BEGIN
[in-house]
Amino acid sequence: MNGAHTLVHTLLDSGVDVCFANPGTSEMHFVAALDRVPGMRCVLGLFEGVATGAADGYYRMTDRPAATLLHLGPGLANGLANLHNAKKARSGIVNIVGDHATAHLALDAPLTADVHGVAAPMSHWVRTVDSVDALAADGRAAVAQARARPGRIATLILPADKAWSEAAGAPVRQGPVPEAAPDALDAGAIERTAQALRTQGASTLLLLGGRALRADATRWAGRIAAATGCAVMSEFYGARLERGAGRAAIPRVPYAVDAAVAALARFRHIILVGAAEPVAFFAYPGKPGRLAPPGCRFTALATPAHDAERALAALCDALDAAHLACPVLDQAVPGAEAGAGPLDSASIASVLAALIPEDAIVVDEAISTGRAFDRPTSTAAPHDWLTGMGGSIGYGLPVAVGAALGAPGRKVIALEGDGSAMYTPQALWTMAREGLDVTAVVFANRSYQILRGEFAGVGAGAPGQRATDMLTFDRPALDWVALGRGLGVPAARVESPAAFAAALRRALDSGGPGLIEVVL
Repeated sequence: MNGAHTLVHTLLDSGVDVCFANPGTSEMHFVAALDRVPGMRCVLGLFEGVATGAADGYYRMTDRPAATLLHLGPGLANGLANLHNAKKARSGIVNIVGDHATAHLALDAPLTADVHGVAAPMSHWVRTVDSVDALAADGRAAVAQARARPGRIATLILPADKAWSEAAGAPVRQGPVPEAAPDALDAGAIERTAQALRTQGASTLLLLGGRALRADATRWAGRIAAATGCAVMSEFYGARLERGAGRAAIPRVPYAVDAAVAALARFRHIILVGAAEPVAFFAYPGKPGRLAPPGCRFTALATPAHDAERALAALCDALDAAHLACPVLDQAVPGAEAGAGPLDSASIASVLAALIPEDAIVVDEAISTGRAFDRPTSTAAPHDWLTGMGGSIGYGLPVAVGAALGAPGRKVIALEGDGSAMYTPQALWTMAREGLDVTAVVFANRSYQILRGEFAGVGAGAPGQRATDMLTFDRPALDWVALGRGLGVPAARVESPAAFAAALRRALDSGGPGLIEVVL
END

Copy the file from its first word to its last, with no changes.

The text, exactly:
[in-house]
Amino acid sequence: MNGAHTLVHTLLDSGVDVCFANPGTSEMHFVAALDRVPGMRCVLGLFEGVATGAADGYYRMTDRPAATLLHLGPGLANGLANLHNAKKARSGIVNIVGDHATAHLALDAPLTADVHGVAAPMSHWVRTVDSVDALAADGRAAVAQARARPGRIATLILPADKAWSEAAGAPVRQGPVPEAAPDALDAGAIERTAQALRTQGASTLLLLGGRALRADATRWAGRIAAATGCAVMSEFYGARLERGAGRAAIPRVPYAVDAAVAALARFRHIILVGAAEPVAFFAYPGKPGRLAPPGCRFTALATPAHDAERALAALCDALDAAHLACPVLDQAVPGAEAGAGPLDSASIASVLAALIPEDAIVVDEAISTGRAFDRPTSTAAPHDWLTGMGGSIGYGLPVAVGAALGAPGRKVIALEGDGSAMYTPQALWTMAREGLDVTAVVFANRSYQILRGEFAGVGAGAPGQRATDMLTFDRPALDWVALGRGLGVPAARVESPAAFAAALRRALDSGGPGLIEVVL
Repeated sequence: MNGAHTLVHTLLDSGVDVCFANPGTSEMHFVAALDRVPGMRCVLGLFEGVATGAADGYYRMTDRPAATLLHLGPGLANGLANLHNAKKARSGIVNIVGDHATAHLALDAPLTADVHGVAAPMSHWVRTVDSVDALAADGRAAVAQARARPGRIATLILPADKAWSEAAGAPVRQGPVPEAAPDALDAGAIERTAQALRTQGASTLLLLGGRALRADATRWAGRIAAATGCAVMSEFYGARLERGAGRAAIPRVPYAVDAAVAALARFRHIILVGAAEPVAFFAYPGKPGRLAPPGCRFTALATPAHDAERALAALCDALDAAHLACPVLDQAVPGAEAGAGPLDSASIASVLAALIPEDAIVVDEAISTGRAFDRPTSTAAPHDWLTGMGGSIGYGLPVAVGAALGAPGRKVIALEGDGSAMYTPQALWTMAREGLDVTAVVFANRSYQILRGEFAGVGAGAPGQRATDMLTFDRPALDWVALGRGLGVPAARVESPAAFAAALRRALDSGGPGLIEVVL